Concerns raised over hotel's early revenue flow

Questions were raised Thursday in the provincial legislature over how money has flowed through the new Holman Grand Hotel in Charlottetown, P.E.I.

The Opposition raised questions Thursday in the provincial legislature over how money has flowed through the new Holman Grand Hotel in Charlottetown, P.E.I.

There are questions about how revenue was handled when the Holman Grand Hotel first opened in August. (CBC)

The company that owns the new Charlottetown hotel is currently in creditor protection and the man behind the hotel, real estate mogul Richard Homburg, is in a battle with some of his companies.

Thursday at the provincial legislature, Opposition Leader Olive Crane said when the hotel first opened in August, all revenue coming into the hotel was then directed to a Nova Scotia company.

She said $215,000 of revenue should come back to P.E.I. to pay contractors who are still waiting to be paid for work they did on the hotel's construction.

"This is a serious issue that the court-appointed monitor pointed out: that the revenue from the Holman Grand was actually going off-Island to another Homburg company," said Crane. "In fact, the court-appointed monitor went so far as to say that money has to come back."

Premier Robert Ghiz admitted he was also concerned when he saw money leaving the province. But he said when the hotel first opened, its credit card processing equipment wasn't working. So he says charges went through the Dundee Arms, which is owned by a Nova Scotia company connected to the Holman Hotel.

Olive Crane wants to know how contractors are going to get paid. (CBC)

"When the hotel first opened, they did not have their Visa and Mastercard and everything in place," said Ghiz.

"So, Mr. Homburg also owns the Dundee in Charlottetown, so they used that company's information to operate for the first few weeks under their Visa and Mastercard.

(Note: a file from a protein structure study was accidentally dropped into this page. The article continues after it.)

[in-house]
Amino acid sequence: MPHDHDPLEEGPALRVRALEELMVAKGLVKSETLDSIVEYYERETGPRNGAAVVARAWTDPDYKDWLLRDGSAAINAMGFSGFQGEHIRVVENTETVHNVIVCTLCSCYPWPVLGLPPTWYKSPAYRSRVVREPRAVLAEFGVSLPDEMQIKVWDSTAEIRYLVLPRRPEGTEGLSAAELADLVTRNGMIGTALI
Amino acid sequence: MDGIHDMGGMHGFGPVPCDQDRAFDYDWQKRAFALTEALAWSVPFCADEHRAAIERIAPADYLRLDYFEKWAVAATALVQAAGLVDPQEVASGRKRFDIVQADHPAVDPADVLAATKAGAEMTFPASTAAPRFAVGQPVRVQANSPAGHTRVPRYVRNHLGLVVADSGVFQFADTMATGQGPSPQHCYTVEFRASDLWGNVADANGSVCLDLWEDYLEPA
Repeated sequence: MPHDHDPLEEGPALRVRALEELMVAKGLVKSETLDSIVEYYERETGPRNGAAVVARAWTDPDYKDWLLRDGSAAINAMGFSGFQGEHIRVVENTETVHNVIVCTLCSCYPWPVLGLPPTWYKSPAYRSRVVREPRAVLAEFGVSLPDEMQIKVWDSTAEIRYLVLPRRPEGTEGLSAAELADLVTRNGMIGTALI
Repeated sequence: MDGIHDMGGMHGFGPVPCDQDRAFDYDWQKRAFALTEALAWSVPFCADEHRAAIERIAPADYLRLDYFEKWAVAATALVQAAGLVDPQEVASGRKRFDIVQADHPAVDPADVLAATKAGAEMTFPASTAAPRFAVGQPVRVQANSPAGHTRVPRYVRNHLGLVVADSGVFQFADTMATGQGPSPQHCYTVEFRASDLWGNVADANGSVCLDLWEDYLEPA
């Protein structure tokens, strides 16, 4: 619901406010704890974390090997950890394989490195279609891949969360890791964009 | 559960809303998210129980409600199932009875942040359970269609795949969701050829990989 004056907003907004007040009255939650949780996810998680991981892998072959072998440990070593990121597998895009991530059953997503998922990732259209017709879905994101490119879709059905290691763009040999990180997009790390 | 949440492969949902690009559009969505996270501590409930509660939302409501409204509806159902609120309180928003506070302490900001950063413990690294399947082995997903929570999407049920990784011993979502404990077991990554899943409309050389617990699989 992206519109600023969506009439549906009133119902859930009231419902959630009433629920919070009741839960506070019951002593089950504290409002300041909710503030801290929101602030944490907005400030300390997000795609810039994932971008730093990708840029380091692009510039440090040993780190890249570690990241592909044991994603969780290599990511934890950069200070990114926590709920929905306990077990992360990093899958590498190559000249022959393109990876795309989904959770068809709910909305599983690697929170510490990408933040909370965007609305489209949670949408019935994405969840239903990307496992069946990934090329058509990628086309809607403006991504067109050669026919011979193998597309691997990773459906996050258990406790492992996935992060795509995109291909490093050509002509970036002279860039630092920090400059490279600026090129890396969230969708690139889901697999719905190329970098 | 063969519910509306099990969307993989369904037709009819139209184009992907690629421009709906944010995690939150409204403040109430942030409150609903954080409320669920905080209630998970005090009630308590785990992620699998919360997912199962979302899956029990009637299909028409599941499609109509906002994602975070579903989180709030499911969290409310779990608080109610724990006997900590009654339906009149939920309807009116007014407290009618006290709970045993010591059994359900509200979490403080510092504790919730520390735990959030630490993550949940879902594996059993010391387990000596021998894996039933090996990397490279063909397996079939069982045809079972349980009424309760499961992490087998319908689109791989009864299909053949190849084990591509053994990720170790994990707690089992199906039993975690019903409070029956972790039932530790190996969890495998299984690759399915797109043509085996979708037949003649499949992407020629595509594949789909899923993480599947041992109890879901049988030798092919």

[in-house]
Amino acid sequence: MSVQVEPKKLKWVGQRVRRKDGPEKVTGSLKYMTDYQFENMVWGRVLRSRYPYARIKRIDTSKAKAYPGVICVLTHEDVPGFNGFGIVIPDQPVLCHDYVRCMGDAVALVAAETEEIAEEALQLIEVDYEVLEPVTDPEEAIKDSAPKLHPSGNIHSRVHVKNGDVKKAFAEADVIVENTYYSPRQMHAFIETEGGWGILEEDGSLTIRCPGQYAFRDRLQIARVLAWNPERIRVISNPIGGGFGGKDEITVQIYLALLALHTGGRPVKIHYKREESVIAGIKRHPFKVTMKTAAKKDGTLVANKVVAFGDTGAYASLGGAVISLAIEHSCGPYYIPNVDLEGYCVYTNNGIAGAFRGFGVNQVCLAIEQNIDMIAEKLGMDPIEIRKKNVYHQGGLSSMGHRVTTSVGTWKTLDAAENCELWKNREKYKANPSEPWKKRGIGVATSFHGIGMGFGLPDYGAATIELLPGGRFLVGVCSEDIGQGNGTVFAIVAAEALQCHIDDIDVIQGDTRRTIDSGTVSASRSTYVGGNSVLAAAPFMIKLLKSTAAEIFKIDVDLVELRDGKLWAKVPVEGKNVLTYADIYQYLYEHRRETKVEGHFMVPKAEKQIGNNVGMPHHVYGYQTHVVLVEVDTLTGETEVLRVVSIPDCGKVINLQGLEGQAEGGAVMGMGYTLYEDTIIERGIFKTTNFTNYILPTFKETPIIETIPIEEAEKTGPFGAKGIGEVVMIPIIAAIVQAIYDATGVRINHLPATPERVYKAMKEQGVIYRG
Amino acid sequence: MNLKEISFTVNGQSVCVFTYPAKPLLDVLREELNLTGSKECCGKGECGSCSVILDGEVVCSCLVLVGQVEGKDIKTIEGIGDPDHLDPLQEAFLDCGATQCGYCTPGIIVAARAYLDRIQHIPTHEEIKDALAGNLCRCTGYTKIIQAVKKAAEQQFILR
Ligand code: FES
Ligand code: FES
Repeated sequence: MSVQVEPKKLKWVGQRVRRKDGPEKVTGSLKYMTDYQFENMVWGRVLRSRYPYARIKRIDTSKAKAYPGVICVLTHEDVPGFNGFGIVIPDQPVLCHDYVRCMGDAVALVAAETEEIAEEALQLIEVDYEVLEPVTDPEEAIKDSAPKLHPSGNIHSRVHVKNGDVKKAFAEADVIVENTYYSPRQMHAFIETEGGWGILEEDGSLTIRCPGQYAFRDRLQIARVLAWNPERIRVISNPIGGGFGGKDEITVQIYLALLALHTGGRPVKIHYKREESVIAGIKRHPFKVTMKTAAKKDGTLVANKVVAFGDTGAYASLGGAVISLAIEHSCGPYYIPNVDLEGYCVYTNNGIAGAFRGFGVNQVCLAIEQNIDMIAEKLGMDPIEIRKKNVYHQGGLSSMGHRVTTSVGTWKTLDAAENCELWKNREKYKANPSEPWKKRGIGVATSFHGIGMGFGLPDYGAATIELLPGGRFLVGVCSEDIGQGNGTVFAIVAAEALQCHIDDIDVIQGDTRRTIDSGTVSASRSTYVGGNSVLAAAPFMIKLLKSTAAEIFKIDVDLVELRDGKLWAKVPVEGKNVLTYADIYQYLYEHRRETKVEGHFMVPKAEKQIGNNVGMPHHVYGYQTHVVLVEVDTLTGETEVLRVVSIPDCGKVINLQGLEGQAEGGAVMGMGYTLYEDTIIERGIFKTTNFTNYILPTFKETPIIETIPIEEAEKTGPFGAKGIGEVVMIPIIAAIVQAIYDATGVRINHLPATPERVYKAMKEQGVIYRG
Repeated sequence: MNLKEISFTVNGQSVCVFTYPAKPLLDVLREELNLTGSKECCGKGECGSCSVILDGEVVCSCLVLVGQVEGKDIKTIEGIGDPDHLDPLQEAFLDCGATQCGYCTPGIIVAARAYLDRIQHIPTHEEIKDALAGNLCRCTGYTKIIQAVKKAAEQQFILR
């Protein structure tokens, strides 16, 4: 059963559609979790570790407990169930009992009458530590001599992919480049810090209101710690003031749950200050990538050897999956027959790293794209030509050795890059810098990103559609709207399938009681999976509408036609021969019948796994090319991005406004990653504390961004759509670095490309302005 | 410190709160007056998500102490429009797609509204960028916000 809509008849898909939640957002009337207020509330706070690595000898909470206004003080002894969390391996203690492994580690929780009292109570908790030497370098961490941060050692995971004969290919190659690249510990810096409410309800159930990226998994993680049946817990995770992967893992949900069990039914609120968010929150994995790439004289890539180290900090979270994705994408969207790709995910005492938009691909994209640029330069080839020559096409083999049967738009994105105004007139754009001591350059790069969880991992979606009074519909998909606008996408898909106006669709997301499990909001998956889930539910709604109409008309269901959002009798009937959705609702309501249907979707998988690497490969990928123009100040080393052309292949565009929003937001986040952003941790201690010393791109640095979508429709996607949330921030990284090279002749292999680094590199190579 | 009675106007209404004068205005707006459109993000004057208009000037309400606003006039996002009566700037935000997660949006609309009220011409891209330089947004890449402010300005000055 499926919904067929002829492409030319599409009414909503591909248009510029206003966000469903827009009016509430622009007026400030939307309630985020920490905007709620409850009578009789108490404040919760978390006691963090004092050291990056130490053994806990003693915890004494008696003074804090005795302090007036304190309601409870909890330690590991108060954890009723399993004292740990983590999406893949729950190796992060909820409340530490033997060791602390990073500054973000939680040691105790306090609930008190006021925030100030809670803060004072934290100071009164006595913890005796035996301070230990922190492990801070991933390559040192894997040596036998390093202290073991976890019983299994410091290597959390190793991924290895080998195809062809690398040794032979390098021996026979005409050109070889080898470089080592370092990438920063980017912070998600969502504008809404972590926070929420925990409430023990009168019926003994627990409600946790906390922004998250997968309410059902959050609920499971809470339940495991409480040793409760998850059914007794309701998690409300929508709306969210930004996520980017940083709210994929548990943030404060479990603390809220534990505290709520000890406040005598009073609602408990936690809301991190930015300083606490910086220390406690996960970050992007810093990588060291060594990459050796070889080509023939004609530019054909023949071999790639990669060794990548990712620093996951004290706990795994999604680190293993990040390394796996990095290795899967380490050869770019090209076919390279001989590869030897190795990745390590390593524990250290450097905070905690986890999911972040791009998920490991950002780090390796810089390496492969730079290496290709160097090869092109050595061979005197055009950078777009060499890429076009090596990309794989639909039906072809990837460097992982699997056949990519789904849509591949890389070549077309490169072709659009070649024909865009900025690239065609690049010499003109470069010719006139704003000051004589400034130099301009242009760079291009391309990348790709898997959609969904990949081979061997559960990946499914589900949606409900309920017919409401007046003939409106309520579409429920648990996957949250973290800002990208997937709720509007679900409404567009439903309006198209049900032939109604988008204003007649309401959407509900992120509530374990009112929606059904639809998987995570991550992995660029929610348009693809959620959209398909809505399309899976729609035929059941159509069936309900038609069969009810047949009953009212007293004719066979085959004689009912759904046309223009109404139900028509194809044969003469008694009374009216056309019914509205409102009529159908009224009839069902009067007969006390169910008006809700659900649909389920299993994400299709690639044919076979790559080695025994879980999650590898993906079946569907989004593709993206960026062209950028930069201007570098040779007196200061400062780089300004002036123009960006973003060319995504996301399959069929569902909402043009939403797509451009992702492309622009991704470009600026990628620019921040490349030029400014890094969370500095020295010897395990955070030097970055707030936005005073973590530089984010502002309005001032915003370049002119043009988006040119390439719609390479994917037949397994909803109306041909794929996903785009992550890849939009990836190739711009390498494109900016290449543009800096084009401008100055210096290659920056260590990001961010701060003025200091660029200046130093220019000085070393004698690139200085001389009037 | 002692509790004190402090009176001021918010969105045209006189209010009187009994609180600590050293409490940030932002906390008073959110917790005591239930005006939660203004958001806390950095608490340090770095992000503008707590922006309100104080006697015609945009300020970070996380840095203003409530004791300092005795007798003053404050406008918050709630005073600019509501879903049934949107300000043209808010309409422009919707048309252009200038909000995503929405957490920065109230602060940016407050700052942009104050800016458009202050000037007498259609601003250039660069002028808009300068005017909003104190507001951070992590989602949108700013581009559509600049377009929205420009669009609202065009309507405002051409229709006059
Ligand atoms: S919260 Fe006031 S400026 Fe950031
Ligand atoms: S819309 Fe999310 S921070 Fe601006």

Ghiz said all the money is now back on the Island and in a hotel account.

"And it is obviously going to go to the operations of the hotel," he said.

Crane also asked what the government is doing to make sure the contractors receive what's owing to them.

"Many contractors and subcontractors, they worked really hard and in good faith to build the Holman Grand. They're very worried. So would the premier please tell these companies what specifically he's doing for them right now?" she questioned.

Ghiz said the matter is now being handled by the courts.

He pointed out taxpayers have a guarantee on the loan government gave to help finance the hotel, unlike the previous Tory government that had no security on the Ocean Choice plant in Souris.

Premier Robert Ghiz says the money is in an account on P.E.I.

"Why doesn't the leader of the opposition turn around, look at her members straight behind her and say, 'Sorry, we didn't do that for the Ocean Choice deal and that's why the Conservative Party of Prince Edward Island closed down that plant in Souris.'"

Ghiz was referring to Colin LaVie, the new Tory MLA for the Souris area.

Ghiz argued Crane can't have it both ways, and said if he had stepped in to help contractors, Crane would be yelling at him for interfering.

The premier said he won't interfere in the creditor protection process and that the courts will decide if and when people are paid for the work they did.

Crane also asked about the province's millions of dollars worth of loans to Homburg-related companies, including $16 million to Homburg Invest for the Holman Grand.

The premier said if the company defaults on the loan, the province would take over the hotel and re-sell it.